After Further Review: What Bruce Irvin's past can tell us about his future with the Falcons


Bruce Irvin may not be the dominant every-down linebacker he once was the last time he played in a Dan Quinn defense, but the veteran should have plenty left in the tank to boost the Falcons' pass rush.


It appears that's how Atlanta will use the 31-year-old linebacker turned defensive end, who agreed to terms with the Falcons on Wednesday after he was released by the Oakland Raiders on Monday.

"Number one, it was an opportunity for us to add another pass rusher into our group," Quinn said of signing Irvin. "So, for me, I've had experience with him and to have that, familiarity with the scheme and how we want him to play and the style and attitude that we love to rush with. We'll feature him as a pass-rusher within the group. We're very fortunate to be able to have him here."

Because there is a history between Irvin and Quinn, who worked together during the 2013 and 2014 seasons with the Seattle Seahawks, playing in two Super Bowls and winning one in that time, it's worth looking back at how Irvin was utilized then to gain insights on how he fits now.

But, right off the bat, it's important to note that Irvin's role will be different from what he was asked to do in Seattle.

As a member of Quinn's defense in Seattle, Irvin played the traditional Sam, or strongside linebacker, that De'Vondre Campbell currently occupies in Atlanta. That role requires versatility from a linebacker, who will both rush the passer and cover opposing receivers in the slot. Campbell's growth in this role for the Falcons is yet another sign that Irvin is coming in to be a pure pass-rusher.

The benefit of Irvin having occupied the strongside position for the Seahawks and playing a similar role early on with the Raiders before becoming more a pass-rushing specialist is that he is very comfortable playing on the line of scrimmage.

Naturally, as Irvin gained more experience playing in the NFL he added different tools to his belt as a pass rusher. Now a veteran in the league, it's those tools, along with the attitude he brings on the field and off of it, that make him a fine addition to the Falcons defense.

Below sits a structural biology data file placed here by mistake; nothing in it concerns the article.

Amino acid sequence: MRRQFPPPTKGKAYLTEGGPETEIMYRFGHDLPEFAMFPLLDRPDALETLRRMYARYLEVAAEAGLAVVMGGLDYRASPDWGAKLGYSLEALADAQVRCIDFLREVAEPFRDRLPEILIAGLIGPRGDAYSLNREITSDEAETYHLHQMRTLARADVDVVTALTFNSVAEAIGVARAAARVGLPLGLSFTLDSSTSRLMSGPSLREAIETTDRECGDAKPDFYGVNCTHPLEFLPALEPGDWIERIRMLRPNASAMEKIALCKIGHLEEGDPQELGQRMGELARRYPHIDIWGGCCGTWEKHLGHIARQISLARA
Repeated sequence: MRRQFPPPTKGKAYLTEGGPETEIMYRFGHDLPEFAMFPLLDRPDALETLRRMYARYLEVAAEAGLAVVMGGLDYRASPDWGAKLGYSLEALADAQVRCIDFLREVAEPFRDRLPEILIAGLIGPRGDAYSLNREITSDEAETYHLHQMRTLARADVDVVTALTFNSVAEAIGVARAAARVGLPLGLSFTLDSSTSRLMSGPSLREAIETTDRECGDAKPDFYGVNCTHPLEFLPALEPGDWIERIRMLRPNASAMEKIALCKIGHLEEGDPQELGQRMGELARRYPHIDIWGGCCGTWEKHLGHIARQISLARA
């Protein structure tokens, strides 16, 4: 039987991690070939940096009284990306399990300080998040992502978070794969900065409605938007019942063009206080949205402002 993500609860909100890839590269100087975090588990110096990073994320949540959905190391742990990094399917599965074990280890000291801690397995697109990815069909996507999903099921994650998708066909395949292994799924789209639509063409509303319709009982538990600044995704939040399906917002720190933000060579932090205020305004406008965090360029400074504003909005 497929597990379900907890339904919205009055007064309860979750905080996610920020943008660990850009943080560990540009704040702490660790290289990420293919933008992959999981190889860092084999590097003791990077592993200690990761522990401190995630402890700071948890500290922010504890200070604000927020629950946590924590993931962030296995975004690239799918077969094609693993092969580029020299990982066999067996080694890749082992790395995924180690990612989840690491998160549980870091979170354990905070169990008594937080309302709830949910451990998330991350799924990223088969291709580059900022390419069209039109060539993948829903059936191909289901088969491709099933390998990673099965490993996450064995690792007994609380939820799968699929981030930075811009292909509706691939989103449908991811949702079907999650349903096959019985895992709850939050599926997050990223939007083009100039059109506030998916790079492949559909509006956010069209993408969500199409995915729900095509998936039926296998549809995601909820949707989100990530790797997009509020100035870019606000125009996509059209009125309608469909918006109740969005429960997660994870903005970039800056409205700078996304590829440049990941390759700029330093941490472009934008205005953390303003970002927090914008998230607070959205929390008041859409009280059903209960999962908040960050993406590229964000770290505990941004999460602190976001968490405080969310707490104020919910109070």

"He's a real competitor," Quinn said. "That point he has real energy and toughness and that second effort, the finishing part of it, is always going to be at hand. To add another guy with his speed and toughness into this group, he fits all the traits that we're looking for in our defense. It's an excellent addition for this defense."

The Falcons already have a pure speed rusher in Vic Beasley at defensive end, a second-year end in Takk McKinley who has flashed both strength and power and defensive tackle Grady Jarrett, who is an incredibly polished interior pass rusher. By adding Irvin to that mix, the Falcons get a crafty, technical rusher who does not quit on any play.

Notably, Irvin is also adept at knocking the ball out of a quarterback's hand while pursuing him. It's clear Irvin has learned from Quinn, because he's always cognizant of where the ball is and whether or not he can jar it loose. As Falcons fans know, Quinn places the highest priority on the ball and generating turnovers.

The seventh-year defender has forced 15 fumbles during his career, with a vast majority of those fumbles occurring via a strip-sack of the quarterback.

And while the Falcons will likely use Irvin primarily in obvious passing downs early on, it's possible his role could expand in the future. Whether or not that happens, it's certainly a benefit that, as a former linebacker, Irvin has plenty of experience defending the run.

He may be most valuable early on because of his pass-rushing acumen, but Irvin can more than hold his own against on-coming blockers in the run game and win at the point of attack. Irvin will start in the Falcons' nickel package, but offenses continue to run out of three- or four-receivers sets at greater frequency.

Irvin will be fine if teams run the ball at him.

In the short term, the Irvin signing has an added benefit. The Raiders have already played the Cleveland Browns this season, meaning Irvin has very recent experience playing against the offense he will be facing on Sunday. Perhaps that's part of the reason the Falcons feel they can plug him into the rotation immediately this weekend.

Even better, one of Irvin's three sacks this season came against the Browns. What better way for Irvin to kick off his run with his hometown team than making a play like this on Sunday?

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